ALEC Update

submitted by Marlys Davis, 206-296-3911





Cable Plus

11400 S.E. 6th

Bellevue, WA 98004



Then dial 2, then 0. Between

1900 and 0700, they will page a


Electric Lightwave, Inc.

8100 N.E. Parkway Drive, Suite 200

Vancouver, WA 98662



GST Lightwave (WA), Inc.

4317 N.E. Thurston Way

Vancouver, WA 98662


International Telcom

417 Second Avenue W.

Seattle, WA 98119



MCI Metro Access Transmission Services, Inc.

2250 Lakeside Blvd.

Richardson, TX 75082


MFS Intelenet of Washington, Inc.

6 Century Drive, Suite 300

Parsippany, NJ 07054



or (214)571-5888

NEXTLINK Washington, L.L.C.

422 West Riverside, Suite 808

Spokane, WA 99201



After hours, you will get voice mail.

Follow the instructions for leaving an

emergency message.

TCG Seattle, Inc.

Unigard Financial Center

1215 Fourth Avenue, Suite 1500

Seattle, WA 98101



WinStar Wireless of Washington, Inc.

7799 Leesburg Pike, Suite 401

Tyson’s Corner, VA 22043




Wahkiakum County Mapping Project

submitted by Dan Kistler, 360-795-3242


To determine the minimum mapping standards for mapping in a PSAP.


Determine the usefulness of Electronic Mapping to the E9-1-1 mission.. Determine the location and usefulness of existing mapping and layers i.e., streets, monuments, buildings, waterways





Known Errors Made:

Must use correct MSAG when naming streets on MapInfo. Used existing County/State Maps with incorrect naming.

Wish List:

Ability to fax map to Fire/Ambulance on E9-1-1 Call.


The project began on 9/7/95, in partnership with the E9-1-1 State Office, Allen Jakobitz. We established a timeline of about 6 months, to accommodate weather and other possible problems such as scheduling, etc.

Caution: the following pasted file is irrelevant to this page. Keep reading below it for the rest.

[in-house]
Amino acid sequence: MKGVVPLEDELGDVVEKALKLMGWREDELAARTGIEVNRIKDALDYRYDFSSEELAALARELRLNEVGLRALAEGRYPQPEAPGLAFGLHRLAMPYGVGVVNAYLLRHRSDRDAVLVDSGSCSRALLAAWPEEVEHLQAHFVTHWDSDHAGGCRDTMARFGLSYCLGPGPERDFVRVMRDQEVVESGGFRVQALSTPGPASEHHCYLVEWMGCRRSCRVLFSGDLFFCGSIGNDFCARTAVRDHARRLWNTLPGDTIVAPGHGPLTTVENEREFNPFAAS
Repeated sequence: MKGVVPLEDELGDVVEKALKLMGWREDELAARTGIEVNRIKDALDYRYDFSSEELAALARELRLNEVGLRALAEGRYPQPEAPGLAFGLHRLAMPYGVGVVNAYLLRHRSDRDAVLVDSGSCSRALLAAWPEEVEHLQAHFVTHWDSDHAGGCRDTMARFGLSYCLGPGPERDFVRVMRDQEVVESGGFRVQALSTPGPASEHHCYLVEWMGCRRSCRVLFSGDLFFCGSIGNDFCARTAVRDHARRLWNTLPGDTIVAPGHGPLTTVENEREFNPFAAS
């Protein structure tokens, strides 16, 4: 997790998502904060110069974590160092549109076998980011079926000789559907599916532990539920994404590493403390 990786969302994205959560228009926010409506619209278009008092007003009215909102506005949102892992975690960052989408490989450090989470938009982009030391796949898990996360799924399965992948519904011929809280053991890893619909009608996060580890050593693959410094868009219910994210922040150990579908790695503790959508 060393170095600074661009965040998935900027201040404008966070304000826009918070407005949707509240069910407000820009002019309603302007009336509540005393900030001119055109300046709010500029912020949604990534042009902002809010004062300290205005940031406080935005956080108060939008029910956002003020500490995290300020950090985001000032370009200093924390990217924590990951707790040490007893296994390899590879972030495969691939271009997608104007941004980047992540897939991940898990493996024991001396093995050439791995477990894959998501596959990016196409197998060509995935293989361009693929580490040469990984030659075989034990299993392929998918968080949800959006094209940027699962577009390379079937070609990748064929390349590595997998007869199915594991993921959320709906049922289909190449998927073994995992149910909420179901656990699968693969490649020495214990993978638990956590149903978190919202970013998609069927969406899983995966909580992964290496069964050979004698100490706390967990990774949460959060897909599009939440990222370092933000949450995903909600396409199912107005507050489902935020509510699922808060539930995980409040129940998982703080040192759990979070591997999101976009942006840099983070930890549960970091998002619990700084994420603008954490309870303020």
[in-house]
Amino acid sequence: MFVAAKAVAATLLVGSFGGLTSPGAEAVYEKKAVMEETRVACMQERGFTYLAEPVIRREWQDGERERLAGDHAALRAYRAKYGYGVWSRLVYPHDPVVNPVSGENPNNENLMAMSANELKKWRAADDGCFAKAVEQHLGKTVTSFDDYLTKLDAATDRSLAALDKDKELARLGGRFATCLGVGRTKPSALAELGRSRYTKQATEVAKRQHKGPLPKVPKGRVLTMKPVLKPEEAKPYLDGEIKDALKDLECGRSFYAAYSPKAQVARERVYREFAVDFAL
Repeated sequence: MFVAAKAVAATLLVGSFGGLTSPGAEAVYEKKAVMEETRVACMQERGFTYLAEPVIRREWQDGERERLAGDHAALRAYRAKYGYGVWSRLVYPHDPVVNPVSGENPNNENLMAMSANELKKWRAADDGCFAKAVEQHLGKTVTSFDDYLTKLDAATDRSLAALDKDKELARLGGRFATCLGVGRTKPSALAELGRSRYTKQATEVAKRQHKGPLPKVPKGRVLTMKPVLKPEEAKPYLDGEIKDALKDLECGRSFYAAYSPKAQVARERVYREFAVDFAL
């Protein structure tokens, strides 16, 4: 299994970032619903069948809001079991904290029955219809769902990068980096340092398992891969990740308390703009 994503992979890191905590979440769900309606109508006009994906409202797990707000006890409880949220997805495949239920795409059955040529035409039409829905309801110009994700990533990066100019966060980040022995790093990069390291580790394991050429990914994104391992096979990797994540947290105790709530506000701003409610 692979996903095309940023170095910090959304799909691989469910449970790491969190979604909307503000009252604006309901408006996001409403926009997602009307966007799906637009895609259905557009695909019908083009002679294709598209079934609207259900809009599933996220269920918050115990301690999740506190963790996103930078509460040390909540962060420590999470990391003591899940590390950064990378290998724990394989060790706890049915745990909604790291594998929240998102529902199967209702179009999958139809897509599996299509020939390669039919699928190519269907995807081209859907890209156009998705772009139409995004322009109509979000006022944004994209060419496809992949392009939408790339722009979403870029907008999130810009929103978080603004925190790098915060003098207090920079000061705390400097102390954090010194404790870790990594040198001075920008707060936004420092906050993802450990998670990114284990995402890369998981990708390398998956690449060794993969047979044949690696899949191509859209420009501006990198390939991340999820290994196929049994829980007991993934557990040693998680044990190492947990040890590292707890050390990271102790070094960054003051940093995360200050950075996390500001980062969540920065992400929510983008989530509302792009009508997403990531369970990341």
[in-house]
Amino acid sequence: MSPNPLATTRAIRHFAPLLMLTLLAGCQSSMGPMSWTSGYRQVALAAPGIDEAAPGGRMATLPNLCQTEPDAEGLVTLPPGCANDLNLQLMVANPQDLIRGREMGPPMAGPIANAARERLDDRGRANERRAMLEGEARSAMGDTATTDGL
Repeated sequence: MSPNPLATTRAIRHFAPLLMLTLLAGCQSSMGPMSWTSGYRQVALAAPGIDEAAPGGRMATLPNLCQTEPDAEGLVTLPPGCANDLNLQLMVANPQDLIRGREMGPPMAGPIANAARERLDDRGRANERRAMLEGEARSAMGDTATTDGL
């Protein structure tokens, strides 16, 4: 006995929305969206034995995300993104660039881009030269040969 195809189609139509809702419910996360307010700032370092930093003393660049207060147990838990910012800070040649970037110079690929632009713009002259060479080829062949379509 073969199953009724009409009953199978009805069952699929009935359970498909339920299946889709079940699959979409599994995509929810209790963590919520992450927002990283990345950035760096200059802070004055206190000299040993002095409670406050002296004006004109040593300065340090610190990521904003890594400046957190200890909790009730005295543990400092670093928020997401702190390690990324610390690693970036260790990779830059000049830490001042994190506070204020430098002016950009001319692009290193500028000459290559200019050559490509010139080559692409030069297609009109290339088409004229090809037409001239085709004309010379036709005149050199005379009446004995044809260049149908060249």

The RFP process was completed about mid-October, 1996. The project and test plan was completed in November, and training in December. Data Collection began in January 1996.

There was a great deal of discussion concerning the number of layers that would be both needed and/or useful for 9-1-1 purposes, such as how to color code the different jurisdictions of area, streets, boundaries, hazards, markers, monuments, etc. Next, the determination of who already possessed such laying in current maps and data, (DNR, DCT, etc.).

Training on the MapInfo piece, MrGPS and MOM products was conducted in December. MrGPS is an add-in to MapInfo which we ran on a 486 laptop connected to a Trimble receiver and a real-time differential translator using the NavBeacon in Astoria, OR. During one storm, we consistently read 6 satellites and kept the link to Astoria while traveling up to 40 mph. All of our results were reproducible. Traveling the same route a second time resulted in a duplicate line. The estimated accuracy is 6-10 feet.